Joseph Carson, chief security scientist and advisory chief information security officer, also said that it was unwise to indulge in premature attribution of the attack before a detailed investigation was carried out.
"If you require lots of sensitive data from applicants, employees and contractors and this data is valuable, then you need to ensure the right security controls are in place and de-risk the data to make it more difficult for cyber criminals to get access," he said
"Cyber criminals will first recon the enrolment process to identify what type of data is required and, if it is valuable, then they will go after the data.
The ANU revealed the breach on Monday, admitting that the attackers had been inside its systems since late 2018.
The personal details of staff, students and visitors over the past 19 years were said to have been exposed.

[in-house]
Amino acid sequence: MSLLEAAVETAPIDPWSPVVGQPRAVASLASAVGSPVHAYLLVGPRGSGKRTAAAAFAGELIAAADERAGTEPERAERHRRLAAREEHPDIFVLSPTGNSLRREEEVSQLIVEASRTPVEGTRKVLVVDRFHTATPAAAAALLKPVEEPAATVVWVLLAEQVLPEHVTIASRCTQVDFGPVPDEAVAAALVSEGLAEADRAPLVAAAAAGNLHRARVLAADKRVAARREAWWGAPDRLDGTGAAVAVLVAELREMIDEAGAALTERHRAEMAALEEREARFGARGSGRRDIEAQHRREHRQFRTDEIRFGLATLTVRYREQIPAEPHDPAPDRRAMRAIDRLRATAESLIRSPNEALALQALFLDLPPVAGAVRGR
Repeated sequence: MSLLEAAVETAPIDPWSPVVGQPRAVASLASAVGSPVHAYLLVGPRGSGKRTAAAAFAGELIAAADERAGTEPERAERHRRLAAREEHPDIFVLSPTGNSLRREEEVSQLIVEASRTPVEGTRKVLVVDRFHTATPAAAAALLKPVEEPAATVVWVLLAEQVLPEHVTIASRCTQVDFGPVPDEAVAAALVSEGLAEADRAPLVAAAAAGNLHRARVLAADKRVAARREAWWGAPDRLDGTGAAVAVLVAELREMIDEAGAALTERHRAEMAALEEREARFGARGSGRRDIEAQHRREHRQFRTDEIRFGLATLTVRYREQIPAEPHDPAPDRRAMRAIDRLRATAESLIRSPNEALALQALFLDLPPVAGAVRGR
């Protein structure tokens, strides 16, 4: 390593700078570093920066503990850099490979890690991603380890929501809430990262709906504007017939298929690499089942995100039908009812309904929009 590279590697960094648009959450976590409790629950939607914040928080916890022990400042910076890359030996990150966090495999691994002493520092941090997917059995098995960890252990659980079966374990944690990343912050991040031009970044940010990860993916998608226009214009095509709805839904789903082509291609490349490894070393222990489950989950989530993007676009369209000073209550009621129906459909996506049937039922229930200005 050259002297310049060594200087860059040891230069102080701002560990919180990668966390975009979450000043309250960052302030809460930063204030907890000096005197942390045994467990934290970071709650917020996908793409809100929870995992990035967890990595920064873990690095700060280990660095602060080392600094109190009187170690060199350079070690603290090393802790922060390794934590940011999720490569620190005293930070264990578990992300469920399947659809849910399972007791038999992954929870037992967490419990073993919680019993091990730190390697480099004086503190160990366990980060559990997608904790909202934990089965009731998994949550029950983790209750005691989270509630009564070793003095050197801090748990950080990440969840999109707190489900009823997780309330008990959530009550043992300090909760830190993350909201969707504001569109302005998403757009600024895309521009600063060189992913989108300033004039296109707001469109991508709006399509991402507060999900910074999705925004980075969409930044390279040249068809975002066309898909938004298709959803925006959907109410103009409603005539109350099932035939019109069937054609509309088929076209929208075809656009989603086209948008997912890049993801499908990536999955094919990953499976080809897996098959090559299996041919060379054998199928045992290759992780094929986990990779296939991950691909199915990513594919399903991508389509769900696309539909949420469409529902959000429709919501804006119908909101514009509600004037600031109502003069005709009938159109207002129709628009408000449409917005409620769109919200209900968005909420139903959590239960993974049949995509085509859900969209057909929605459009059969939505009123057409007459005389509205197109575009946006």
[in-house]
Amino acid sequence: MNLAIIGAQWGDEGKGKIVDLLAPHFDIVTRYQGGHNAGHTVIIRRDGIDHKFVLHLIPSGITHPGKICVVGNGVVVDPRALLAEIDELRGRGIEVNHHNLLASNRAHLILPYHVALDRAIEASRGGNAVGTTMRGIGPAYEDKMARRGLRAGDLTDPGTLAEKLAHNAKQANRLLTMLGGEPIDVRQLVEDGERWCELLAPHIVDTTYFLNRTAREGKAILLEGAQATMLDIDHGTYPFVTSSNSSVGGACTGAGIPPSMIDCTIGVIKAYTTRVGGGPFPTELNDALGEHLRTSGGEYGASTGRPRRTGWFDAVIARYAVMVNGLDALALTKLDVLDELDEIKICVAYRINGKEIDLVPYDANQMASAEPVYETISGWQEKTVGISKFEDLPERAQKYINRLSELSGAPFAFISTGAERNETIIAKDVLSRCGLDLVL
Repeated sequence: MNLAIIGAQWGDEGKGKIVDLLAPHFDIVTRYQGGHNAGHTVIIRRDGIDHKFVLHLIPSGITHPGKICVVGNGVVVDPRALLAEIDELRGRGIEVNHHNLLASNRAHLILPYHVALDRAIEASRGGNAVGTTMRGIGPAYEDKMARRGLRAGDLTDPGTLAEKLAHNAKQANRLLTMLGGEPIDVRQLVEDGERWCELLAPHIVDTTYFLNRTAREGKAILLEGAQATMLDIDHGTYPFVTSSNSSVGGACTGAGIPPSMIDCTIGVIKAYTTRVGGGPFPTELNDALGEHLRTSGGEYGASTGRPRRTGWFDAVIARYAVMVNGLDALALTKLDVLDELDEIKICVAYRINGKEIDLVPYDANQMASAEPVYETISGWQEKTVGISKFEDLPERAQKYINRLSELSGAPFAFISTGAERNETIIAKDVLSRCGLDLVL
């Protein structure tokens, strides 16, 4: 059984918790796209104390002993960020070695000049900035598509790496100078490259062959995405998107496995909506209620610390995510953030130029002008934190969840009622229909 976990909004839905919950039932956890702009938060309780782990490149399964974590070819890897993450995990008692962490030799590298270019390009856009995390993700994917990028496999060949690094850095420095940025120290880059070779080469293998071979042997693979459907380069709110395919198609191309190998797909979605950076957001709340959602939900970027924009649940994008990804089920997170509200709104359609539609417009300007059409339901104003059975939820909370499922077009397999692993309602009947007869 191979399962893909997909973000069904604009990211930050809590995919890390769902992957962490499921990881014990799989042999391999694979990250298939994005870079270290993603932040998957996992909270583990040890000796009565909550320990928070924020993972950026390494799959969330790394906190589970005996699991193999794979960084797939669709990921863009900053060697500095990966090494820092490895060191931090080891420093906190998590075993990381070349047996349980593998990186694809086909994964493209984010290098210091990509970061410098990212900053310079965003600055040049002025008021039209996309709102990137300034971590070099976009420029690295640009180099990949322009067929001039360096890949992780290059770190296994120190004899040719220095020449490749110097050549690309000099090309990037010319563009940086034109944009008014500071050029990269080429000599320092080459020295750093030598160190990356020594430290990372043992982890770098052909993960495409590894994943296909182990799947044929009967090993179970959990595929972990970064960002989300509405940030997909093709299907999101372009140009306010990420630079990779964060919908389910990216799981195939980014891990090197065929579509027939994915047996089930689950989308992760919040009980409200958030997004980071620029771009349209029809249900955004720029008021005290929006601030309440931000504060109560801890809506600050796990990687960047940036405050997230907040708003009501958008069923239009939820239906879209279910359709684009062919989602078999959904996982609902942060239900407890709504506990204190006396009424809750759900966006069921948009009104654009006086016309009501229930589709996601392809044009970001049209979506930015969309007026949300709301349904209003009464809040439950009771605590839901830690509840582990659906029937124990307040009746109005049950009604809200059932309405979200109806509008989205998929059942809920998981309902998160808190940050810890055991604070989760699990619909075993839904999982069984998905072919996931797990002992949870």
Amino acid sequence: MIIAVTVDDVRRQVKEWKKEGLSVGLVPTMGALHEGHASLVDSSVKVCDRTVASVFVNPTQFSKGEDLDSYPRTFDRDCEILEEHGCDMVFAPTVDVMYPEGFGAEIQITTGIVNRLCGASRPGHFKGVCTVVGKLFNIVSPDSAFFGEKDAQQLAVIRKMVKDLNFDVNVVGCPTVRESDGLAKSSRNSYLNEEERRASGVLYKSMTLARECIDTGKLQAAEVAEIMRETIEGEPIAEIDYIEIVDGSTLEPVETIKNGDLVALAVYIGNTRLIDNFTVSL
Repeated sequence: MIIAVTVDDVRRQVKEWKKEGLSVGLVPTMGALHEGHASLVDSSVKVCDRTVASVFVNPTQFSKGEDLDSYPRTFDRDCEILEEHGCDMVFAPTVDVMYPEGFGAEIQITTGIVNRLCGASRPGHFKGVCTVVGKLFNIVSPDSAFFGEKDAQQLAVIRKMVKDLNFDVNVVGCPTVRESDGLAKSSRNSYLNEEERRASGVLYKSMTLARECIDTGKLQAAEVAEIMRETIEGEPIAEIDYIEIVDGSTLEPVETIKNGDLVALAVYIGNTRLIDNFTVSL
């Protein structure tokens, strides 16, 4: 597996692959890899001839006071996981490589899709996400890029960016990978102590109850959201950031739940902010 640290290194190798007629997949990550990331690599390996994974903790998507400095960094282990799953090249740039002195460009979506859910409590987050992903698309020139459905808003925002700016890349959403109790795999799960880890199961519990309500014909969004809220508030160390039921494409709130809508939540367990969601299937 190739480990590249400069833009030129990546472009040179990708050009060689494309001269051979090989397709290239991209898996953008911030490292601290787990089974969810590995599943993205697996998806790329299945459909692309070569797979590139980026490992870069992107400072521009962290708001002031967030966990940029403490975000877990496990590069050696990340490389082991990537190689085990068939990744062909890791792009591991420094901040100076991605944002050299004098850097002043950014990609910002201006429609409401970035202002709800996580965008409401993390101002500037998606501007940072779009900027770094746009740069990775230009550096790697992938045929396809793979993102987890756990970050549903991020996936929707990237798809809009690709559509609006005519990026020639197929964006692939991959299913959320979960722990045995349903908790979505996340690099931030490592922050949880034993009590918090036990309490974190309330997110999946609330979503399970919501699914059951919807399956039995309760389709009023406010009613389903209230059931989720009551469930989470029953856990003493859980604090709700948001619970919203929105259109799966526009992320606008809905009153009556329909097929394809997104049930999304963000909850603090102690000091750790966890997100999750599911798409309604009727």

Commenting on the value of the information accessed and what was driving such attacks, Carson said: “The value here could be many things, but identity theft and IP theft are most likely the top targets here.”
As to what organisations like the ANU should be doing to protect private information, he said they must evaluate the data they require and minimise it as much as possible.
"Then [they should] de-risk the data into multiple data vaults to ensure several security controls are in place to protect the data.
“In addition to de-risking, strong encryption and privileged access security should be a top priority to make it difficult for even advanced cyber criminals to gain access.”